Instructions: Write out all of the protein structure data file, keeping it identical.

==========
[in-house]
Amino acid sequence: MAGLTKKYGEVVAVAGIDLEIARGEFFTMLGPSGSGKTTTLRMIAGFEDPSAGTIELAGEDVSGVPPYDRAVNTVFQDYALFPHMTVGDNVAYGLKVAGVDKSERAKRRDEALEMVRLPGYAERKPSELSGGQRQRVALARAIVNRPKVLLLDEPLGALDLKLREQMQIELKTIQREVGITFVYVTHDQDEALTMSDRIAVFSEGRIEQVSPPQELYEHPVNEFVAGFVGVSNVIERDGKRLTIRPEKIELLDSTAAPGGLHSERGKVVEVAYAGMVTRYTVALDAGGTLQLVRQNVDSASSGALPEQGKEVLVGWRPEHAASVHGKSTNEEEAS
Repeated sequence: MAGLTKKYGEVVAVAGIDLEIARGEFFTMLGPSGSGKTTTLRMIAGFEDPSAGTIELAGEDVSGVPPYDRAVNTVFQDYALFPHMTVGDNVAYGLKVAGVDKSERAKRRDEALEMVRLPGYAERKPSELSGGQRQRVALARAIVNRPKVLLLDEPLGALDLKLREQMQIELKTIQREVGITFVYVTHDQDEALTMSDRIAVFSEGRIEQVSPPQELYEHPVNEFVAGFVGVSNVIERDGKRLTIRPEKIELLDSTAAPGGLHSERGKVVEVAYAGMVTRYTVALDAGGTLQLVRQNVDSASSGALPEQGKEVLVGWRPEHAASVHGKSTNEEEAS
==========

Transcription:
[in-house]
Amino acid sequence: MAGLTKKYGEVVAVAGIDLEIARGEFFTMLGPSGSGKTTTLRMIAGFEDPSAGTIELAGEDVSGVPPYDRAVNTVFQDYALFPHMTVGDNVAYGLKVAGVDKSERAKRRDEALEMVRLPGYAERKPSELSGGQRQRVALARAIVNRPKVLLLDEPLGALDLKLREQMQIELKTIQREVGITFVYVTHDQDEALTMSDRIAVFSEGRIEQVSPPQELYEHPVNEFVAGFVGVSNVIERDGKRLTIRPEKIELLDSTAAPGGLHSERGKVVEVAYAGMVTRYTVALDAGGTLQLVRQNVDSASSGALPEQGKEVLVGWRPEHAASVHGKSTNEEEAS
Repeated sequence: MAGLTKKYGEVVAVAGIDLEIARGEFFTMLGPSGSGKTTTLRMIAGFEDPSAGTIELAGEDVSGVPPYDRAVNTVFQDYALFPHMTVGDNVAYGLKVAGVDKSERAKRRDEALEMVRLPGYAERKPSELSGGQRQRVALARAIVNRPKVLLLDEPLGALDLKLREQMQIELKTIQREVGITFVYVTHDQDEALTMSDRIAVFSEGRIEQVSPPQELYEHPVNEFVAGFVGVSNVIERDGKRLTIRPEKIELLDSTAAPGGLHSERGKVVEVAYAGMVTRYTVALDAGGTLQLVRQNVDSASSGALPEQGKEVLVGWRPEHAASVHGKSTNEEEAS